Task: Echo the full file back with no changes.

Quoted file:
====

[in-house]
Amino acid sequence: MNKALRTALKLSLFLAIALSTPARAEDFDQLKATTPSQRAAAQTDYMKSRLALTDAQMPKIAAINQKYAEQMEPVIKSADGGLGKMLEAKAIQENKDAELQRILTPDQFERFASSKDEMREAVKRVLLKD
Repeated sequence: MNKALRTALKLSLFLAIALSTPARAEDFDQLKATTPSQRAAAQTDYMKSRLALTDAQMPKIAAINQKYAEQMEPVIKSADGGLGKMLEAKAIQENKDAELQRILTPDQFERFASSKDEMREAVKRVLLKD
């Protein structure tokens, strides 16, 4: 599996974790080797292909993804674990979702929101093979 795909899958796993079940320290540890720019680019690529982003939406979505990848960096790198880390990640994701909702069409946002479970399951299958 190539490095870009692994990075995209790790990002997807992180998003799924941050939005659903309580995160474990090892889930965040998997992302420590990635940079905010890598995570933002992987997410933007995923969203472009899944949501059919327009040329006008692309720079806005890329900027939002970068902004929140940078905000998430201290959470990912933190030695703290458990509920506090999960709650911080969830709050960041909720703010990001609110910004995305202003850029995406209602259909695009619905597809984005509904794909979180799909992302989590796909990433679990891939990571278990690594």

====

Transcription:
[in-house]
Amino acid sequence: MNKALRTALKLSLFLAIALSTPARAEDFDQLKATTPSQRAAAQTDYMKSRLALTDAQMPKIAAINQKYAEQMEPVIKSADGGLGKMLEAKAIQENKDAELQRILTPDQFERFASSKDEMREAVKRVLLKD
Repeated sequence: MNKALRTALKLSLFLAIALSTPARAEDFDQLKATTPSQRAAAQTDYMKSRLALTDAQMPKIAAINQKYAEQMEPVIKSADGGLGKMLEAKAIQENKDAELQRILTPDQFERFASSKDEMREAVKRVLLKD
């Protein structure tokens, strides 16, 4: 599996974790080797292909993804674990979702929101093979 795909899958796993079940320290540890720019680019690529982003939406979505990848960096790198880390990640994701909702069409946002479970399951299958 190539490095870009692994990075995209790790990002997807992180998003799924941050939005659903309580995160474990090892889930965040998997992302420590990635940079905010890598995570933002992987997410933007995923969203472009899944949501059919327009040329006008692309720079806005890329900027939002970068902004929140940078905000998430201290959470990912933190030695703290458990509920506090999960709650911080969830709050960041909720703010990001609110910004995305202003850029995406209602259909695009619905597809984005509904794909979180799909992302989590796909990433679990891939990571278990690594």